In many ways, surrogate pregnancy is just like any other pregnancy. And unfortunately, that means it comes with the risk of miscarriage.

Experiencing a failed pregnancy is difficult for anyone. In addition to feelings of sadness and grief, surrogates often feel a sense of guilt, thinking they let the intended parents down.

Here at Surrogate Parenting Services, the health and well-being of our surrogates is our top priority. We ensure that you not only have the support you need in the event of a miscarriage, but also that you understand all the details of your contract at the beginning of your journey, so that your only focus during this challenging time is your physical and emotional wellness.

You can learn more about the process below.

What happens at the start of your surrogacy journey?

Before you begin your journey, you’ll agree on a contract with the intended parents, and your contract will determine what happens in the event of a miscarriage or a failed transfer. 

You’ll have your own attorney that will review the contract in detail with you and your partner (if applicable) and answer any questions either of you may have. This process helps ensure that you know exactly what to expect during your journey—including if the pregnancy doesn’t go as planned. 

Do surrogates get paid if they miscarry?

In short, yes. Any payments due to the surrogate mother are determined by how far along in the pregnancy she was. Sometimes this is a prorated amount, and other times it is a flat fee. These details are predetermined and agreed to in your contract. 

What happens after the miscarriage?

We understand that this is an incredibly difficult time for both the surrogate and intended parents, so first and foremost, it’s important to take time to process and grieve the loss and focus on your physical and emotional health.

Your case manager and the mental health professional that you’re connected with during your journey will reach out to you and offer any support that you need.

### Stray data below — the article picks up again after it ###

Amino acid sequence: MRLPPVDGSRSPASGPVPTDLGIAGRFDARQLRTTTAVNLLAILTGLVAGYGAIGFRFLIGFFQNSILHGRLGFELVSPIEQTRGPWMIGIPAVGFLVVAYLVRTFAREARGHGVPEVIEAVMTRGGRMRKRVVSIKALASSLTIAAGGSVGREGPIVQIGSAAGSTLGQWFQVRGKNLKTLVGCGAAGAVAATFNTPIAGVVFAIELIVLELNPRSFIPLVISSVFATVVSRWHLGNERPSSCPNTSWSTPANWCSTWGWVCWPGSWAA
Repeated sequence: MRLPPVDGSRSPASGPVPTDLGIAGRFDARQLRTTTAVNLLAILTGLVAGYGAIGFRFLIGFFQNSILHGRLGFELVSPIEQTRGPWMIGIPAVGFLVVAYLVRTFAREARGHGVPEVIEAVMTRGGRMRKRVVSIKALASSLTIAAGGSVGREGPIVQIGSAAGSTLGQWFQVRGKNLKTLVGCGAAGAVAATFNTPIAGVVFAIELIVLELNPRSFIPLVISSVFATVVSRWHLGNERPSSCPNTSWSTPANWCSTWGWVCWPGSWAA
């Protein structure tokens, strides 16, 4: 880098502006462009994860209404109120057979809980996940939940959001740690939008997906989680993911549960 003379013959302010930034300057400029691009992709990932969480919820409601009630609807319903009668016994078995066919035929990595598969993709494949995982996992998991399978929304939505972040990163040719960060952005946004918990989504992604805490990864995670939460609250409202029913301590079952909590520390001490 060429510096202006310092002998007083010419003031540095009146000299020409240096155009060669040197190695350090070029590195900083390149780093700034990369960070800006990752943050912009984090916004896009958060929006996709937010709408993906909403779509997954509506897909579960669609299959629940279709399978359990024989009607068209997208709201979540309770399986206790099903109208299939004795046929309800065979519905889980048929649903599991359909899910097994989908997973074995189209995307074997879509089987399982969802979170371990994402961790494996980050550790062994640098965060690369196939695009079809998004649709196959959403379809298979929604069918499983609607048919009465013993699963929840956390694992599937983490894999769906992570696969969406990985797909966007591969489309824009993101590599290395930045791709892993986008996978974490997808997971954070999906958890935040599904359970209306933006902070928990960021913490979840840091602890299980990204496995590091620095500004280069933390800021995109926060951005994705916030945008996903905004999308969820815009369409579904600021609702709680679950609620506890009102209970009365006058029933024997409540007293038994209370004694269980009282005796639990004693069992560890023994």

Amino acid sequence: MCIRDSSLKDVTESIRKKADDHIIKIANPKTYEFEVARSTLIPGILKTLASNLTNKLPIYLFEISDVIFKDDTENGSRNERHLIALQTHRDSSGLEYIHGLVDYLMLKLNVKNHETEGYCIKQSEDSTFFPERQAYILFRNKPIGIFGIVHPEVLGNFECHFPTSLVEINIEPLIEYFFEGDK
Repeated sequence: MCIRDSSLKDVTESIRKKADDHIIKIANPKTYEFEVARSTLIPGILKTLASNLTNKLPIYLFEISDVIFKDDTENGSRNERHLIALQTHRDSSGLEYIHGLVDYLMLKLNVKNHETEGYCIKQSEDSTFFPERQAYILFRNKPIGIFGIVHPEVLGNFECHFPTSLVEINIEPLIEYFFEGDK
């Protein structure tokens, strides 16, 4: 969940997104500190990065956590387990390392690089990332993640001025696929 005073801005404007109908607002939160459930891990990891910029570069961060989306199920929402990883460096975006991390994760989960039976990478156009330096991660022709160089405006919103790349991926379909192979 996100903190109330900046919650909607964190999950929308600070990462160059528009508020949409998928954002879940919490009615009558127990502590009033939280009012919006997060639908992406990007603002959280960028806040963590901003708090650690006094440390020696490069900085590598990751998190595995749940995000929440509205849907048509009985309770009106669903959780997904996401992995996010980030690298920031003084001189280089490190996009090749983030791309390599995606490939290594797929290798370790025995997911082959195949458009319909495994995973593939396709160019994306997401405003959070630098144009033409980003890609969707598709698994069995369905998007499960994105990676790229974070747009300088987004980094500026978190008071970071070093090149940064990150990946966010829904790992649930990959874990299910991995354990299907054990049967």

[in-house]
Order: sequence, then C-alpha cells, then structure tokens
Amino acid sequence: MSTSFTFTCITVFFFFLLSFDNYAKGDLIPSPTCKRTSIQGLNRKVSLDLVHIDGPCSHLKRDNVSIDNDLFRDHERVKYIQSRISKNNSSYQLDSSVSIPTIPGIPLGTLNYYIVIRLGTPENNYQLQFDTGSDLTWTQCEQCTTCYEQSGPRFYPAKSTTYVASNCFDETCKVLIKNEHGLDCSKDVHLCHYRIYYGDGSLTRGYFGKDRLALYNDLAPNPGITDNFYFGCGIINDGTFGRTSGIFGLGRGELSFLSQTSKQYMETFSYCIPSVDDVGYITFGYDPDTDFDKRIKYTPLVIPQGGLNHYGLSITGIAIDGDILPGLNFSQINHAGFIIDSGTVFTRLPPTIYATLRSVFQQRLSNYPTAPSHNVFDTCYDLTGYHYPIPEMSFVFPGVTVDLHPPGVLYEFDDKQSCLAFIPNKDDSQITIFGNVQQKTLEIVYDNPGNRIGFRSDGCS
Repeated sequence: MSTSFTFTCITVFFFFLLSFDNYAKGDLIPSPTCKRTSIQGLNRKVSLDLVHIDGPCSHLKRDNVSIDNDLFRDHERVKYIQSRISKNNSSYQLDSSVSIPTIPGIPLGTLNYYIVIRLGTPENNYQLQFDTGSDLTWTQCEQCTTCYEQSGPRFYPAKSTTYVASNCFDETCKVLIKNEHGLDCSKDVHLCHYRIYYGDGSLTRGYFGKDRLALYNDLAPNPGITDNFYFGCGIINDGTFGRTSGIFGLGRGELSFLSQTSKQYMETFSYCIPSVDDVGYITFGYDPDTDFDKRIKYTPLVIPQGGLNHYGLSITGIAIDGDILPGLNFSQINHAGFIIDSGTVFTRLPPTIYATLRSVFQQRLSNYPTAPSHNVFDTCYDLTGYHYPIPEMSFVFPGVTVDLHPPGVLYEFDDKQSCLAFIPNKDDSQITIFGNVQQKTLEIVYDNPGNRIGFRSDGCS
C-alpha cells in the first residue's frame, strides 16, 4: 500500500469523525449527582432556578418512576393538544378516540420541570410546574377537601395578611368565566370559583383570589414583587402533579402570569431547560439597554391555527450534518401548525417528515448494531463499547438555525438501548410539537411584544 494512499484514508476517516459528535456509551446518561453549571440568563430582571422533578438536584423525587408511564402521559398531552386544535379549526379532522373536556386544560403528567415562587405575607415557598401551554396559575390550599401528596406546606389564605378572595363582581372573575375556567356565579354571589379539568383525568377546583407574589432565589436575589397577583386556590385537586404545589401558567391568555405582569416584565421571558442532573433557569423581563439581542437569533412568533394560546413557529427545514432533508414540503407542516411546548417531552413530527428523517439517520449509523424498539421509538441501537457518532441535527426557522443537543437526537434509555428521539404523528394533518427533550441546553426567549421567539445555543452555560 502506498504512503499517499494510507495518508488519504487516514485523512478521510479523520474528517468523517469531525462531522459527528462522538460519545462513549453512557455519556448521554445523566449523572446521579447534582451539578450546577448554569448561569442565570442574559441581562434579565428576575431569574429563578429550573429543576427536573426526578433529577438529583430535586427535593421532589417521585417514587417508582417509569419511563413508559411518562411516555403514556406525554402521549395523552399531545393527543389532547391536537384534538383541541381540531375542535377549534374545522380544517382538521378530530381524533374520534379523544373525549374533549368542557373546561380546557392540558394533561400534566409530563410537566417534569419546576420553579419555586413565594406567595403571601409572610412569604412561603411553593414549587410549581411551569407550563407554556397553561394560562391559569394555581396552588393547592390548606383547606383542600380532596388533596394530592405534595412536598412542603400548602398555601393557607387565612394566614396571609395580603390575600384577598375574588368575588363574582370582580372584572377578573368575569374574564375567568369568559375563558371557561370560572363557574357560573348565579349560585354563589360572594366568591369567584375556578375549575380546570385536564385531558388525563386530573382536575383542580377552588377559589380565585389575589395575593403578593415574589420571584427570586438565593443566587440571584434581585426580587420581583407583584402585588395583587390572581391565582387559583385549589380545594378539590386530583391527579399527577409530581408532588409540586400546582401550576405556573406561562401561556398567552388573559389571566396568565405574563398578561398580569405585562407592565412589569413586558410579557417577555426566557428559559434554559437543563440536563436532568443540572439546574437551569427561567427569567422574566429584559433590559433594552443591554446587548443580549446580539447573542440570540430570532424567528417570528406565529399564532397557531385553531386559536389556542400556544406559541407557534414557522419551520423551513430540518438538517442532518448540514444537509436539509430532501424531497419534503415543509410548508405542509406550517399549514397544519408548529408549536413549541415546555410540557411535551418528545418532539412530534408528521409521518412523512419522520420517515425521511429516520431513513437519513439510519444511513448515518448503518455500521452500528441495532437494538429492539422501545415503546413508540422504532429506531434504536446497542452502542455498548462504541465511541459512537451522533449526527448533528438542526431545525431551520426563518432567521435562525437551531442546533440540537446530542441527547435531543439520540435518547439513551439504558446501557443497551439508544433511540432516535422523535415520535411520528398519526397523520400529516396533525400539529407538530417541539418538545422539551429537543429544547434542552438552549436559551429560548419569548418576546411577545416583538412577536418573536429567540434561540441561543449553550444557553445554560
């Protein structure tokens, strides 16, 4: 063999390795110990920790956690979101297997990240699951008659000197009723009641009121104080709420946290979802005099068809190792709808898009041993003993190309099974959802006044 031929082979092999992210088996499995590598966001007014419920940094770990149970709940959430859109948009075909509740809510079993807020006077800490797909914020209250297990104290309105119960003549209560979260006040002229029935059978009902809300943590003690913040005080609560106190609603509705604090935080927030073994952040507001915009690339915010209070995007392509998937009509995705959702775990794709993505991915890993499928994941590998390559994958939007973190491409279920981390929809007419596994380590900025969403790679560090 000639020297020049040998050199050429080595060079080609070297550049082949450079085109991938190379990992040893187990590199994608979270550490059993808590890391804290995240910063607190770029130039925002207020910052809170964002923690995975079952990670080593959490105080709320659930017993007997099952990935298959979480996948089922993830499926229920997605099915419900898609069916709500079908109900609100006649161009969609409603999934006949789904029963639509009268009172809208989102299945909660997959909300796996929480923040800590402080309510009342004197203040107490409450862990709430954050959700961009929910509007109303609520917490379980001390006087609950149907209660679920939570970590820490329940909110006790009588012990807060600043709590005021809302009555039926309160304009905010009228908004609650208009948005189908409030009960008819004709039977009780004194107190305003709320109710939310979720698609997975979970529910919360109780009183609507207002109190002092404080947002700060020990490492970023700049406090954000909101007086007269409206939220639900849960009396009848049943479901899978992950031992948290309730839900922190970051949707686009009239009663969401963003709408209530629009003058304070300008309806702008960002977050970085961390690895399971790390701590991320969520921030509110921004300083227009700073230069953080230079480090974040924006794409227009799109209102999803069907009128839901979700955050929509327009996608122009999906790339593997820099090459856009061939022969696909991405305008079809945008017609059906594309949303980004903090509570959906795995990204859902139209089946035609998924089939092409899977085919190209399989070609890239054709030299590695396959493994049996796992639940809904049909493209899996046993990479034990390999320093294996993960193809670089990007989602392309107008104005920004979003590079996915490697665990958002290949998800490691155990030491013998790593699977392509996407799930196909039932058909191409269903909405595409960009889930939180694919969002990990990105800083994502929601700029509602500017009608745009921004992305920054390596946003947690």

After taking some time to recover, there will be a conversation between the intended parents and the doctor to determine the next steps. If the miscarriage was determined to be the fault of the surrogate, the doctor may recommend a new surrogate. However, most times the surrogate is not at fault.

In most cases, if additional embryos are available, the surrogate and intended parents will try for another pregnancy, as long as all parties (the intended parents, surrogate, and doctor) agree.

The possibility of difficult situations like this is just one of the reasons why working with an experienced, reputable surrogacy agency is so important. At SPS, we have over 30 years of experience, and we support you during every step of your journey, including unforeseen events and challenging times.

If you want to learn more about SPS and how to become a surrogate, follow the link below.

Learn More About Becoming a Surrogate with Surrogate Parenting Services 

Surrogate Parenting Services is proud to celebrate over 30 years of helping to bring dreams to life! Founded in 1990, Surrogate Parenting Services (SPS) is a full-service surrogacy agency that offers both parties an exceptionally supportive environment throughout the surrogacy relationship. We’re passionate about creating ideal matches between surrogates and intended parents, so the journey is fulfilling for both sides and the future child is brought into this world in the best possible circumstances.   

Learn more about our Surrogacy Program online or by calling 949-363-9525.